On This Day


On This Day: Earthquake Kills Thousands in Morocco

February 29, 2008 12:15 AM
by findingDulcinea Staff
On Feb. 29, 1960, a magnitude 5.7 earthquake struck Agadir, Morocco. The 15-second event killed thousands and leveled parts of the city.

30-Second Summary

It was a clear, warm evening and many in the city were feasting in observance of the third night of Ramadan, the season in which Muslims traditionally fast during daylight. At 11:41 p.m., the ground lurched.

“The earth was kicked from under us,” a survivor said, according to a report by the U.S. Geological Survey

Slight shocks had been felt throughout the week, with a stronger tremor at noon that same day.

Though “disquieting,” the tremors failed to raise alarms in “a region in which common knowledge insisted earthquakes ‘never’ occurred,” the USGS reported.

The town was filled with frail historic stone structures, and even the newer construction in the city lacked adequate reinforcement. The weakness of the buildings, and the unusually shallow quake activity just below the earth’s surface, made the 15-second, geologically “moderate” quake especially deadly.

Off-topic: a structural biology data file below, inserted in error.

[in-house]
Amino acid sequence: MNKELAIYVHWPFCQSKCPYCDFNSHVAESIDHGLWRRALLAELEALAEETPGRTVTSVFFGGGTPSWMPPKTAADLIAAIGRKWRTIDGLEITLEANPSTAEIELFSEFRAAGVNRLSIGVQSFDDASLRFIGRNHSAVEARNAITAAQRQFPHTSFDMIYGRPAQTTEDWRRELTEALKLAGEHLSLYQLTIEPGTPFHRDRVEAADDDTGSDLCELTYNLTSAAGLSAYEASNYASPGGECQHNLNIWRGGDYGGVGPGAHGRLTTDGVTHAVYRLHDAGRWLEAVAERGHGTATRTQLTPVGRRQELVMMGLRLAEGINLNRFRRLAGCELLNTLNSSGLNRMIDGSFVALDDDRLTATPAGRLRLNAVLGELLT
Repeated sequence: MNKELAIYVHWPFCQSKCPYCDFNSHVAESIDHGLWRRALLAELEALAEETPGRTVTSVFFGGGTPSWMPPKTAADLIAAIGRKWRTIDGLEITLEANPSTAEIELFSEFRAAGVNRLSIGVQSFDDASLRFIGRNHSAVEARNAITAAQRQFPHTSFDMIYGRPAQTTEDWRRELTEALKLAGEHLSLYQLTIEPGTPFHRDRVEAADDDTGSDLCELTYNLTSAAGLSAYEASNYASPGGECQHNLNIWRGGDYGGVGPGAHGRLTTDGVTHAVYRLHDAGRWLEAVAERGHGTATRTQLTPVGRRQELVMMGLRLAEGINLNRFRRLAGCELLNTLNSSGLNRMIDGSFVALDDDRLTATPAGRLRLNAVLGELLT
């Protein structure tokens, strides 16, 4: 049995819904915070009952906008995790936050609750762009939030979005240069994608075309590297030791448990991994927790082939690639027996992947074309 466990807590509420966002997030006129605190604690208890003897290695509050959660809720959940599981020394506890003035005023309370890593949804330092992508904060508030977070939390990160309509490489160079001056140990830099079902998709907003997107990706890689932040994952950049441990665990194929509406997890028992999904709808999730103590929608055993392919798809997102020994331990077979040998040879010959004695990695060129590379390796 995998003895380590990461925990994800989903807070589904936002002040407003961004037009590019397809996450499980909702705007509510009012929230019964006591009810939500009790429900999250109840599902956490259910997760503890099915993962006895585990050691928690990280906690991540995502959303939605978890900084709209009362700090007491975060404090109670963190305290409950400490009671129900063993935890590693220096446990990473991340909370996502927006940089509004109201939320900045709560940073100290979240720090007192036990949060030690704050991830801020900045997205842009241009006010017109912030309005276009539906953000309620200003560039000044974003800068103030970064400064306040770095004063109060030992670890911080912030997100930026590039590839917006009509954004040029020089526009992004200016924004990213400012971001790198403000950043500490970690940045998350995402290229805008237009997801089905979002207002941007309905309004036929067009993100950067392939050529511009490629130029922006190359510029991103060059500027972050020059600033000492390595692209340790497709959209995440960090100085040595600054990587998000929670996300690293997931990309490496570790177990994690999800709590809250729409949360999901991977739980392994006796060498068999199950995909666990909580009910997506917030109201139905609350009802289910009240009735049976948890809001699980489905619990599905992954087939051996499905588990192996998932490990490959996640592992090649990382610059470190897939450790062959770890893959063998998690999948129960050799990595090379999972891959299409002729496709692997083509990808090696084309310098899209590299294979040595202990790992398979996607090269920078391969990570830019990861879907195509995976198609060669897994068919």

"Within a period of a few seconds, the bulk of the city was completely destroyed,” the USGS said.

The first news of the disaster was reported to the outside world by the radios of Spanish fishing vessels anchored in the harbor. Despite many international relief efforts, the destruction was so great that few survivors were found.

At least 12,000 people were killed and another 12,000 were injured. The 5.7 magnitude quake is considered the most destructive "moderate" earthquake of the 20th century, according to USGS.

Following the earthquake, nearly $45 million was spent to reconstruct Agadir and reduce the potential for future earthquake damage. Today, the town is a popular tourist destination.

Headline Links: A city destroyed

Background: Photos of Agadir

Related Topic: A more recent earthquake

Reference: What causes earthquakes?


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